Later On

A blog written for those whose interests more or less match mine.

Inside an International Tech-Support Scam

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Cybercrime operates large-scale (for example, the current takedown of the oil pipeline that serves the East Coast of the US, which is going to hit hard as fuel supplies run low) and small-scale (individuals). Doug Shadel and Neil Wertheimer write for AARP:

A light rain fell and a cold gray mist hung over the street as Jim Browning arrived home from work. A middle-aged Irishman with a strong brogue, Jim is a software engineer at a midsize consulting firm, and on this workday, like most, there were few surprises. He shared a pleasant dinner with his wife, and when the dishes were cleared, he retreated to his office, shut the door, opened his computer and went undercover.

Jim Browning is not his real name. The alias is necessary to protect him and his family from criminals and law enforcement, as what he does in the privacy of his office may be morally upright but technically illegal. It’s a classic gray area in the netherworld of computer hacking, as we will explain. What is important to know is that back in 2014, it was the same annoying robocalls that you and I get most days that set Jim on his journey to become a vigilante.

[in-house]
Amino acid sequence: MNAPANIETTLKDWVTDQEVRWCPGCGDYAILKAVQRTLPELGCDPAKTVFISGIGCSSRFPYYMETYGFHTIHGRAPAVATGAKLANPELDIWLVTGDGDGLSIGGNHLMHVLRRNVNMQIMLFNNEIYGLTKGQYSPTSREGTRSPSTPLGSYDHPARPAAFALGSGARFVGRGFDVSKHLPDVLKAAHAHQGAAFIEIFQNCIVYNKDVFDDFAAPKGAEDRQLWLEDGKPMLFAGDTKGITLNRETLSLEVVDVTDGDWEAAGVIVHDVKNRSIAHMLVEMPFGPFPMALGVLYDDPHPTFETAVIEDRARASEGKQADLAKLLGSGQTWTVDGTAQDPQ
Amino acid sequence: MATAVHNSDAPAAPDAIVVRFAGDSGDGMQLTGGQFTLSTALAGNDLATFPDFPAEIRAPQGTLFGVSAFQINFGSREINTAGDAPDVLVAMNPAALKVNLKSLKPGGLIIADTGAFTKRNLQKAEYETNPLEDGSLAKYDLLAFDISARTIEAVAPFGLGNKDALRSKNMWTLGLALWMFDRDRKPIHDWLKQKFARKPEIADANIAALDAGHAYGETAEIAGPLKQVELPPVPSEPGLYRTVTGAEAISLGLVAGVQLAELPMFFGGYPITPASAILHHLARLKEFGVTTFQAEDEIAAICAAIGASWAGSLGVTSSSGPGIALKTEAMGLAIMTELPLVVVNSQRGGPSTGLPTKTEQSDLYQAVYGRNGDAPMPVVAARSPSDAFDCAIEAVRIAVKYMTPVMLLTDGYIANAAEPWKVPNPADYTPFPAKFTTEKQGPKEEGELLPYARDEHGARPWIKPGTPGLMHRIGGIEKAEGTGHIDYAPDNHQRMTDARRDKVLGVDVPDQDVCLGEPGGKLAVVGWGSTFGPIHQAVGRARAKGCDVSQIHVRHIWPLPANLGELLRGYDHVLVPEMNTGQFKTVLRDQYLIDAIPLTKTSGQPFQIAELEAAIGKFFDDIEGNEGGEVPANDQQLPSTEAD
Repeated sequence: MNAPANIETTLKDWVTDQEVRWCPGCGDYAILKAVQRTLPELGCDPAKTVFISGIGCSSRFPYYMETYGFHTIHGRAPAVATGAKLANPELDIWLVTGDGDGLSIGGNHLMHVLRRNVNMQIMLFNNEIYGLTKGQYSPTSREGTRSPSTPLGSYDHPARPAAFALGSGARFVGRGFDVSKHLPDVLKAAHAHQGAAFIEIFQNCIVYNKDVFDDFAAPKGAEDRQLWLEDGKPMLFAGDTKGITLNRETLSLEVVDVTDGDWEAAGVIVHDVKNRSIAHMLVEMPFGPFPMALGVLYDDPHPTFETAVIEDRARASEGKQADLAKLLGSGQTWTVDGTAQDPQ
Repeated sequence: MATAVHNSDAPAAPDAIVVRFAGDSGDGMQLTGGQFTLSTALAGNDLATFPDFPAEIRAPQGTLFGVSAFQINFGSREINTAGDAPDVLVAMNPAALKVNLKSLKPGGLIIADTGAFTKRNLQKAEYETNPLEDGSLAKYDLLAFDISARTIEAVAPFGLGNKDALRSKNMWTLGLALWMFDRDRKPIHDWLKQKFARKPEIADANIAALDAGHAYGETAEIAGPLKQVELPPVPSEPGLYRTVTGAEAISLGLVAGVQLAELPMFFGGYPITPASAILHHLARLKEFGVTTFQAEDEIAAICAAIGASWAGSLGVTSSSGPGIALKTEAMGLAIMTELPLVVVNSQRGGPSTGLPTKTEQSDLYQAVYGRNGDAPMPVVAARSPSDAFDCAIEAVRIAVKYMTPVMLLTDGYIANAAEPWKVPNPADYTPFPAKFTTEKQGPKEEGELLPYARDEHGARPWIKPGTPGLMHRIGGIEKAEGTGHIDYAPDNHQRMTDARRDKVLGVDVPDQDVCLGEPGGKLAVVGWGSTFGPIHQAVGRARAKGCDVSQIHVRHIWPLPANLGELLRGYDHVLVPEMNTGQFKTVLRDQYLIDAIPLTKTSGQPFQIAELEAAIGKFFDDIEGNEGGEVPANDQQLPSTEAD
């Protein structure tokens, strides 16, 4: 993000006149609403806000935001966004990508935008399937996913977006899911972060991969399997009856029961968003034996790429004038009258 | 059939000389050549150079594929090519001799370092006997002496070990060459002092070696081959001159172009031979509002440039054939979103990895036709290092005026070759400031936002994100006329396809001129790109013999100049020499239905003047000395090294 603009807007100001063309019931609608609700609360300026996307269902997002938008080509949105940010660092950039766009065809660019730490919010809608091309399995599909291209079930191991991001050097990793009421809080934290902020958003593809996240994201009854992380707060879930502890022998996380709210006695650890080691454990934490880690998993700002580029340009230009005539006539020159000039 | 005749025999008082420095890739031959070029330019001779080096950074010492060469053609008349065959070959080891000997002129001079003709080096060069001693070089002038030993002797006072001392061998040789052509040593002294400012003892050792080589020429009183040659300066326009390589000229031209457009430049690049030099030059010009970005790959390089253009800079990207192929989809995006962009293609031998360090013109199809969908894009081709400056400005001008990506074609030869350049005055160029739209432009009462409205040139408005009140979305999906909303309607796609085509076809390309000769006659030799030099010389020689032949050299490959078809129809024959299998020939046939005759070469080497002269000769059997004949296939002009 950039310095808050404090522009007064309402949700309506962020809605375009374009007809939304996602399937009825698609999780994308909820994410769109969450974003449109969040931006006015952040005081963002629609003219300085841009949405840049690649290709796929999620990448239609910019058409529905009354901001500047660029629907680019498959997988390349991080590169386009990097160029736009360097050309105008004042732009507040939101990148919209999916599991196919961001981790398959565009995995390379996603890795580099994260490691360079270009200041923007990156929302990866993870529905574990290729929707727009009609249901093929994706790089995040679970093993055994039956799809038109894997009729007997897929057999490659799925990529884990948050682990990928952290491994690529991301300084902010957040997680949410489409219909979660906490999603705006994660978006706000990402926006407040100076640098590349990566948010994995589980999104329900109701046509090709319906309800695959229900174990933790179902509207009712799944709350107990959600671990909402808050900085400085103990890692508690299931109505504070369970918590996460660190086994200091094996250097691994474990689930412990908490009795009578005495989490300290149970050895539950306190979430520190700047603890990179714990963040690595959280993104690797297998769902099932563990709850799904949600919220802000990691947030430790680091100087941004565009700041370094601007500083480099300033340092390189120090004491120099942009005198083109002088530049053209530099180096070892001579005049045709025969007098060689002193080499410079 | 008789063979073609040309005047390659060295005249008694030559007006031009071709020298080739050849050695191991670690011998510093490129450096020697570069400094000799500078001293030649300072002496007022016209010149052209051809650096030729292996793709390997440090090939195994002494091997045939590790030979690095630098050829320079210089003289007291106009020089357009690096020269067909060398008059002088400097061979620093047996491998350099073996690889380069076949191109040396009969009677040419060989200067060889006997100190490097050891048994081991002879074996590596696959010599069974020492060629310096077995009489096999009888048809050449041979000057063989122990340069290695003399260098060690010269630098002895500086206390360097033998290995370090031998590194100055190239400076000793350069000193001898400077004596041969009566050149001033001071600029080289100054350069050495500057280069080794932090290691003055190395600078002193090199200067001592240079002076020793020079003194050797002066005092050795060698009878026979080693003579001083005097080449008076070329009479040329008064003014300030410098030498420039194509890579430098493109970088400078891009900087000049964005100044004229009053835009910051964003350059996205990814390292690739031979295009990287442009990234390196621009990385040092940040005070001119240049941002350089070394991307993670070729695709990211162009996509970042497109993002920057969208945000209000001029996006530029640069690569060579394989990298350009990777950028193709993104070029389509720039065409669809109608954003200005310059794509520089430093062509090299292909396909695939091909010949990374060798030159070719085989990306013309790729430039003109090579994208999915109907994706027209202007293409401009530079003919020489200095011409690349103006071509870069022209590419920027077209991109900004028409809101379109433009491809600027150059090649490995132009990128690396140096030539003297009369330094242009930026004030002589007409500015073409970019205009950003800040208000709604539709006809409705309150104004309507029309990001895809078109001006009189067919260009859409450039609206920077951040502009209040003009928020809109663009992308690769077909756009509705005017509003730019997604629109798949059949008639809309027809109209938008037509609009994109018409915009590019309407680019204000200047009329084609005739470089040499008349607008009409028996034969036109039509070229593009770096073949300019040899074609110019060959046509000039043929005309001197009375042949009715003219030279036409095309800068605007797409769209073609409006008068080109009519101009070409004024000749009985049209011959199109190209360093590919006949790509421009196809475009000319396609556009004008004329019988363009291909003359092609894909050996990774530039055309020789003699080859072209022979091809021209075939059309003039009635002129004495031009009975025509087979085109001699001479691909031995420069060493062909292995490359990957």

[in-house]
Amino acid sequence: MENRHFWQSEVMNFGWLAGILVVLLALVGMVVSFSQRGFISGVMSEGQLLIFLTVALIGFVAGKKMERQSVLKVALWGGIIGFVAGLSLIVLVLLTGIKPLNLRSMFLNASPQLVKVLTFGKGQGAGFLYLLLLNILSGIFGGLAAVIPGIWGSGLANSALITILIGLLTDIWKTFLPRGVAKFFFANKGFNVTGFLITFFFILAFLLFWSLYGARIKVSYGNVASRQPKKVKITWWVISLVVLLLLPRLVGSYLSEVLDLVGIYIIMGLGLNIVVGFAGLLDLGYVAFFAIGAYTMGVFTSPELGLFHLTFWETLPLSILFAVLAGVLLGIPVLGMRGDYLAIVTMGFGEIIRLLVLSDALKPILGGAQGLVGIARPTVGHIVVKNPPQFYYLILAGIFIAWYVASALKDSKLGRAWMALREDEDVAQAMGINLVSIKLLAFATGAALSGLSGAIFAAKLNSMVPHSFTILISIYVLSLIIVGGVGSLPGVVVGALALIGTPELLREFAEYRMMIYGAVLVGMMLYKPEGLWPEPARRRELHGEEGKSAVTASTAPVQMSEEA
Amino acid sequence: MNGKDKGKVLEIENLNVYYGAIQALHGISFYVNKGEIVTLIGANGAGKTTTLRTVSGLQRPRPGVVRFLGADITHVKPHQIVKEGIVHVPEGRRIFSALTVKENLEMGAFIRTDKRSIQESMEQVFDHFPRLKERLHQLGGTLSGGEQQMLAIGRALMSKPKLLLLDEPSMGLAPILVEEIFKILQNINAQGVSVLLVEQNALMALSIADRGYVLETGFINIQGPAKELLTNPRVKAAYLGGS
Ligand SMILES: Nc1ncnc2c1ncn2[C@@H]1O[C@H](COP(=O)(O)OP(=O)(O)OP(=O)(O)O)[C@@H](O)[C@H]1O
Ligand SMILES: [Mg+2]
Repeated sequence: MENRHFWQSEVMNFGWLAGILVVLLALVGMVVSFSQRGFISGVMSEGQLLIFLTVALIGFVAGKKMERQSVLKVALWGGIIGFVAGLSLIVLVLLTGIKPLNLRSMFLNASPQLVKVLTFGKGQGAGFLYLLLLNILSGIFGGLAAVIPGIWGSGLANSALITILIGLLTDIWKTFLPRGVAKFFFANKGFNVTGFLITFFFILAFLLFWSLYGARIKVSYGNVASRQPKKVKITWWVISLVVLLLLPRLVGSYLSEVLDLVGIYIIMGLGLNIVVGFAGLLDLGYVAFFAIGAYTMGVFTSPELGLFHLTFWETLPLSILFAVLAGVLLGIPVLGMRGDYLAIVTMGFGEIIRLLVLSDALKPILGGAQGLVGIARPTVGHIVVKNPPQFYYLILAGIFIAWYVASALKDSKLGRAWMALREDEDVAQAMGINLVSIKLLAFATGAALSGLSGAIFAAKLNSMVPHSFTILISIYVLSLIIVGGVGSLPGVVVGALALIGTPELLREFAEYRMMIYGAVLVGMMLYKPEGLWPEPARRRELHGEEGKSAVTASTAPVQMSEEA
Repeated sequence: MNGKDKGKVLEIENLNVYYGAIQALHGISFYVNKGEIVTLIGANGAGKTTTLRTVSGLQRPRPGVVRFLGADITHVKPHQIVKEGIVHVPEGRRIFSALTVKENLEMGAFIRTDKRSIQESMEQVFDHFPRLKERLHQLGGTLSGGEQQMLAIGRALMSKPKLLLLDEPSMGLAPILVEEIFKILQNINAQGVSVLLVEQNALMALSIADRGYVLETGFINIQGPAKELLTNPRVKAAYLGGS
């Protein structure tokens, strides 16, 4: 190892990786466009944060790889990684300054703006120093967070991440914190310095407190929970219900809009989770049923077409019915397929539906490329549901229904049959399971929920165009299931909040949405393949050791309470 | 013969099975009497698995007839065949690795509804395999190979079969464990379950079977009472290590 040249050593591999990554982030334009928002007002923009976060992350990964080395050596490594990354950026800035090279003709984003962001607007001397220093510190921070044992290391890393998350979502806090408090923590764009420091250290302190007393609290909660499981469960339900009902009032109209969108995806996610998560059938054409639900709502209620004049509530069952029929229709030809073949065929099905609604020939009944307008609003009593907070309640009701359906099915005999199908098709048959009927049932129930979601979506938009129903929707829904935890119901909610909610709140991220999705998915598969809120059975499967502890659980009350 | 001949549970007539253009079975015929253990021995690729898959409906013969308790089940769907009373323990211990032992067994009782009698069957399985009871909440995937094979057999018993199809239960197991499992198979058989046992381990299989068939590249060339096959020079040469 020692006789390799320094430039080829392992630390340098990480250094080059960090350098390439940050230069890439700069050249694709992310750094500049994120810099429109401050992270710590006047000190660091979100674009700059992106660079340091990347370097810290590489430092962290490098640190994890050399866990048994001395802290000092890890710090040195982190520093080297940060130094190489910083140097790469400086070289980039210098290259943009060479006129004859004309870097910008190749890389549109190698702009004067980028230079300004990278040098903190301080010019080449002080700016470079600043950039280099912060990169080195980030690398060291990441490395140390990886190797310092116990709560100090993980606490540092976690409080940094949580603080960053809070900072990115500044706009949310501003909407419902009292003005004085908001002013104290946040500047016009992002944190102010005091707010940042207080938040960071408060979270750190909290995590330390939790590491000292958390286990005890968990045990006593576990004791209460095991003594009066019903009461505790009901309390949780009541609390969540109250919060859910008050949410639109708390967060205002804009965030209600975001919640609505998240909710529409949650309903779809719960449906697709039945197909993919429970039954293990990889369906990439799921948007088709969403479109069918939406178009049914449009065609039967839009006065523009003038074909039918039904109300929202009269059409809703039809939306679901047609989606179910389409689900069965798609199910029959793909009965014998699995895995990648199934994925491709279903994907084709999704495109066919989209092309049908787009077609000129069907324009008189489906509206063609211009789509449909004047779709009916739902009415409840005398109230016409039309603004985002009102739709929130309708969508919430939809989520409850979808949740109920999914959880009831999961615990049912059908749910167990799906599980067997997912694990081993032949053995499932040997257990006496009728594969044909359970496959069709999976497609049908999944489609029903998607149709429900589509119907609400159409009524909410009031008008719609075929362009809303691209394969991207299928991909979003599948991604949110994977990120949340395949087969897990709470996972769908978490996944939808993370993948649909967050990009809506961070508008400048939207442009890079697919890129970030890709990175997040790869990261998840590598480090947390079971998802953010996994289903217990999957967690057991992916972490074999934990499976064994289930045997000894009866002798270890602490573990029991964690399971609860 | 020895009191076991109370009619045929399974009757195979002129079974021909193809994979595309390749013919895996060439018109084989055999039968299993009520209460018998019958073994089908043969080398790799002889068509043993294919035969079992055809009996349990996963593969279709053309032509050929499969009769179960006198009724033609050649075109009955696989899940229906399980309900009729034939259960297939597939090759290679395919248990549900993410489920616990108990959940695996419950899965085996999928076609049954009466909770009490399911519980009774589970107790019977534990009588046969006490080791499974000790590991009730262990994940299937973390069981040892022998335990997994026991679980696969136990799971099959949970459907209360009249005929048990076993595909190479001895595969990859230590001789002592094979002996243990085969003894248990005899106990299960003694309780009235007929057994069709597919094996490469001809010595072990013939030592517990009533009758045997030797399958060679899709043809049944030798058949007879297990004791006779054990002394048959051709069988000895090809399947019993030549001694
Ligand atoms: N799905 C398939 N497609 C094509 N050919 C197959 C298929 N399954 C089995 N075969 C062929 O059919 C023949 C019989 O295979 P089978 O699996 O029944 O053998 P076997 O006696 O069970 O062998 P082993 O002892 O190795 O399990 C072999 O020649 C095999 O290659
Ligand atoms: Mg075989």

A relative of Jim’s had told him about warnings popping up on his computer, and Jim, too, was besieged with recorded calls saying his computer was on the verge of meltdown, and that to prevent it he should call immediately. As a software expert, Jim knew there was nothing wrong with his system, but the automated calls from “certified technicians” didn’t stop. One night that spring, his curiosity got the better of him. “It was part nosiness and part intellectual curiosity,” Jim said. “I’m a problem solver and I wanted to get to the bottom of what these people wanted.” So he returned one of the calls.

The person who answered asked if he could access Jim’s computer to diagnose the problem. Jim granted access, but he was ready; he had created a “virtual computer” within his computer, a walled-off digital domain that kept Jim’s personal information and key operations safe and secure. As he played along with the caller, Jim recorded the conversation and activity on his Trojan horse setup to find out what he was up to. It took mere moments to confirm his hunch: It was a scam.

Intrigued by the experience, Jim started spending his evenings getting telephone scammers online, playing the dupe, recording the interactions and then posting videos of the encounters on YouTube. It became, if not a second career, an avocation—after-dinner entertainment exposing “tech support” scammers who try to scare us into paying for unnecessary repairs.

“Listening to them at first, honestly, made me sick, because I realized right away all they wanted to do was steal money,” Jim would later tell me. “It doesn’t matter if you are 95 or 15, they will say whatever they need to say to get as much money out of you as possible.” Jim saw, for example, how the callers used psychology to put targets at ease. “They say reassuring phrases like ‘Take your time, sir,’ or ‘Do you want to get a glass of water?’ And they will also try to endear themselves to older people, saying things like ‘You sound like my grandmother,’ or ‘You don’t sound your age—you sound 20 years younger.’ “